Massing dismisses recent attacks on the media by politicians from both parties as mere peeps of protest. That's not how I'd characterize a series of Senate hearings and legislative proposals aimed at curbing media violence. (It's not just marketing techniques that are being targeted, as testimony at the recent Senate Commerce Committee hearing made clear.) Consider the 1996 Communications Decency Act (CDA) prohibiting "indecency" on the Internet, signed into law by President Clinton and invalidated by the Supreme Court not long after. Was that merely another "peep"? After the CDA was struck down, Congress and the president tried again to criminalize speech in cyberspace with the Child Online Protection Act, which was recently struck down by a federal appeals court. It sought to prohibit commercial dissemination of Internet speech deemed "harmful to minors."
Who decides precisely what speech is harmful to minors? Massing ignores this troubling question at the heart of all censorship debates. He says that restrictions on media involve what "we as a society think is appropriate for young people to see and listen to," and I can only respond, "Who's we?" Our diverse society is deeply divided over questions about sexual morality, race discrimination, militarism, vengeance, and gun ownership. Are minors morally corrupted or energized and informed by rap? We, "as a society," disagree. I doubt that even Massing and I, let alone society, could reach consensus on the ideal media diet for America's youth.
To some extent, this does leave us at the mercy of industry executives. A sophisticated critique of my position would have likened the power of media conglomerates to the power of government and elaborated on the problem of de facto censorship. As I noted in my column, a marketplace controlled by a few media giants is not exactly free and receptive to diverse or unsettling ideas. So my own opposition to government control of the media doesn't reflect any illusions about the quality of discourse that a laissez-faire approach produces. I do think that media critiques are important (and protected by the First Amendment, of course), and I did not oppose voluntary controls by the entertainment industry. How could I? Media executives are in the business of controlling content and marketing, as are editors of magazines like The American Prospect. But I do question the voluntary nature of ratings systems instituted under threats of government control.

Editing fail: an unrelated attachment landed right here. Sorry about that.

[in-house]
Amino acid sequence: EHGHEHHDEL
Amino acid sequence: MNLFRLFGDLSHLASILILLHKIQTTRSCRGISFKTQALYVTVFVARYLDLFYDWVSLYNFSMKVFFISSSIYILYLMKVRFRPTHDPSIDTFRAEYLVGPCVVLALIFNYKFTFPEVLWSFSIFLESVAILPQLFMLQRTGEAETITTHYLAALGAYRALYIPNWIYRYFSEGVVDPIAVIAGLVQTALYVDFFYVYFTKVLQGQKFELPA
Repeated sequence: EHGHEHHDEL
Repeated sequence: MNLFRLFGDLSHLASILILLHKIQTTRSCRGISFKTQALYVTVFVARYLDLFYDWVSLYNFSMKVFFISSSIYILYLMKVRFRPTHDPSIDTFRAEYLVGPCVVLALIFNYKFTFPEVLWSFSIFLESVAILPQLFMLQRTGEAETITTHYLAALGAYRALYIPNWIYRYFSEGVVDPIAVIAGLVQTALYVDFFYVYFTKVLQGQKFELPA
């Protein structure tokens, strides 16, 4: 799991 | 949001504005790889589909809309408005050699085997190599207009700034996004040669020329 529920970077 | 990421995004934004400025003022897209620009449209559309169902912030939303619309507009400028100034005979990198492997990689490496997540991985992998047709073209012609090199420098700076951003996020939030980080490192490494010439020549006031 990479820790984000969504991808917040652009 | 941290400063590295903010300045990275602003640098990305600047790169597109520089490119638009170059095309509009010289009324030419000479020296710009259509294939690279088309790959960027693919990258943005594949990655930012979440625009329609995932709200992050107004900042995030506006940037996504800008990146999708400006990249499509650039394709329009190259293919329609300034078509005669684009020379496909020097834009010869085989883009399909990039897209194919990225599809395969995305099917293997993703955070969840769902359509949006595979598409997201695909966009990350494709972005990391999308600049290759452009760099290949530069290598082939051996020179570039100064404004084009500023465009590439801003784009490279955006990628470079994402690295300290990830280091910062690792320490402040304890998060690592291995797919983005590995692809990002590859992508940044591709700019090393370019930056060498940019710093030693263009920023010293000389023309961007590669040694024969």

Advocates of regulation argue that restrictions on content are justified because the proliferation of violent entertainments constitutes a national emergency: In their view, violent images are direct causes of violent behavior. Pornography causes rape, according to some feminists; sex education causes teenage pregnancy, Jerry Falwell and Phyllis Schlafly have suggested; violent video games, CDs, and films cause high school shootings and other horrors, Michael Massing and many others believe. Indeed, it has become conventional wisdom that violent entertainments cause violent behavior.